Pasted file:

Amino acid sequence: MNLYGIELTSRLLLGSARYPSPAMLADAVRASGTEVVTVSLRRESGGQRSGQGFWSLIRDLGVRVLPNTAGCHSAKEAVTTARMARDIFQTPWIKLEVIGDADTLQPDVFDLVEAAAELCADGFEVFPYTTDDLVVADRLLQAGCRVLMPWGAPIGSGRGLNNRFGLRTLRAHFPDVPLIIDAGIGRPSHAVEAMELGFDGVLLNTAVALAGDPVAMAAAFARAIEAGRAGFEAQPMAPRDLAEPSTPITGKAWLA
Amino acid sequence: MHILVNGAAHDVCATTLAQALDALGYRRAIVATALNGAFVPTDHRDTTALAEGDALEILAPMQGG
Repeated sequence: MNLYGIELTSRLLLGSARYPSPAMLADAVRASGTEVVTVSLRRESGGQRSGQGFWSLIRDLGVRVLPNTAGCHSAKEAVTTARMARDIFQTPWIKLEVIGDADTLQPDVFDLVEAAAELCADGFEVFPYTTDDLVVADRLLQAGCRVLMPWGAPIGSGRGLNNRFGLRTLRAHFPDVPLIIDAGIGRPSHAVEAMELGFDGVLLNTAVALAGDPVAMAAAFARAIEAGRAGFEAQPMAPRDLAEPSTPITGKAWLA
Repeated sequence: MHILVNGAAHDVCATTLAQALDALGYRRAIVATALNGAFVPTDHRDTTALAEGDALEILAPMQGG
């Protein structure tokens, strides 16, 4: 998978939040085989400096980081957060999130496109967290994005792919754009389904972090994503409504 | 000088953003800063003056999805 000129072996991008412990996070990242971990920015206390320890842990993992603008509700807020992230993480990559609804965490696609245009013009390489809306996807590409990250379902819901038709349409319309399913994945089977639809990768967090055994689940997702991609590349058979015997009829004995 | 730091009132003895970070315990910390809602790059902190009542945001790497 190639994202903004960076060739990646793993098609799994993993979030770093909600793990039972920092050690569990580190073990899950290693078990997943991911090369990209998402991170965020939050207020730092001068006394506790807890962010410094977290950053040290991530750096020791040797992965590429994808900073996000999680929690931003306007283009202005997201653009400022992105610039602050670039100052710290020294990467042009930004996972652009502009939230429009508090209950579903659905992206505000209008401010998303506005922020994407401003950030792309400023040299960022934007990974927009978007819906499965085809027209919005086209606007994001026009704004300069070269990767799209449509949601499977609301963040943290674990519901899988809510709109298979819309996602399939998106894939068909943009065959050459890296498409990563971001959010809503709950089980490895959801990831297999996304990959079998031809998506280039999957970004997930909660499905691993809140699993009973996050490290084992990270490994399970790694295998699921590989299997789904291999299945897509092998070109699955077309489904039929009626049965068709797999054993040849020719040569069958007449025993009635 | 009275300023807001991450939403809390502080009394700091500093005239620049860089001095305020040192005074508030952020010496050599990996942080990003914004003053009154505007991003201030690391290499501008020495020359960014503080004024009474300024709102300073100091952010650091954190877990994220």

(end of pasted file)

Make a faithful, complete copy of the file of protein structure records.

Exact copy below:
Amino acid sequence: MNLYGIELTSRLLLGSARYPSPAMLADAVRASGTEVVTVSLRRESGGQRSGQGFWSLIRDLGVRVLPNTAGCHSAKEAVTTARMARDIFQTPWIKLEVIGDADTLQPDVFDLVEAAAELCADGFEVFPYTTDDLVVADRLLQAGCRVLMPWGAPIGSGRGLNNRFGLRTLRAHFPDVPLIIDAGIGRPSHAVEAMELGFDGVLLNTAVALAGDPVAMAAAFARAIEAGRAGFEAQPMAPRDLAEPSTPITGKAWLA
Amino acid sequence: MHILVNGAAHDVCATTLAQALDALGYRRAIVATALNGAFVPTDHRDTTALAEGDALEILAPMQGG
Repeated sequence: MNLYGIELTSRLLLGSARYPSPAMLADAVRASGTEVVTVSLRRESGGQRSGQGFWSLIRDLGVRVLPNTAGCHSAKEAVTTARMARDIFQTPWIKLEVIGDADTLQPDVFDLVEAAAELCADGFEVFPYTTDDLVVADRLLQAGCRVLMPWGAPIGSGRGLNNRFGLRTLRAHFPDVPLIIDAGIGRPSHAVEAMELGFDGVLLNTAVALAGDPVAMAAAFARAIEAGRAGFEAQPMAPRDLAEPSTPITGKAWLA
Repeated sequence: MHILVNGAAHDVCATTLAQALDALGYRRAIVATALNGAFVPTDHRDTTALAEGDALEILAPMQGG
């Protein structure tokens, strides 16, 4: 998978939040085989400096980081957060999130496109967290994005792919754009389904972090994503409504 | 000088953003800063003056999805 000129072996991008412990996070990242971990920015206390320890842990993992603008509700807020992230993480990559609804965490696609245009013009390489809306996807590409990250379902819901038709349409319309399913994945089977639809990768967090055994689940997702991609590349058979015997009829004995 | 730091009132003895970070315990910390809602790059902190009542945001790497 190639994202903004960076060739990646793993098609799994993993979030770093909600793990039972920092050690569990580190073990899950290693078990997943991911090369990209998402991170965020939050207020730092001068006394506790807890962010410094977290950053040290991530750096020791040797992965590429994808900073996000999680929690931003306007283009202005997201653009400022992105610039602050670039100052710290020294990467042009930004996972652009502009939230429009508090209950579903659905992206505000209008401010998303506005922020994407401003950030792309400023040299960022934007990974927009978007819906499965085809027209919005086209606007994001026009704004300069070269990767799209449509949601499977609301963040943290674990519901899988809510709109298979819309996602399939998106894939068909943009065959050459890296498409990563971001959010809503709950089980490895959801990831297999996304990959079998031809998506280039999957970004997930909660499905691993809140699993009973996050490290084992990270490994399970790694295998699921590989299997789904291999299945897509092998070109699955077309489904039929009626049965068709797999054993040849020719040569069958007449025993009635 | 009275300023807001991450939403809390502080009394700091500093005239620049860089001095305020040192005074508030952020010496050599990996942080990003914004003053009154505007991003201030690391290499501008020495020359960014503080004024009474300024709102300073100091952010650091954190877990994220």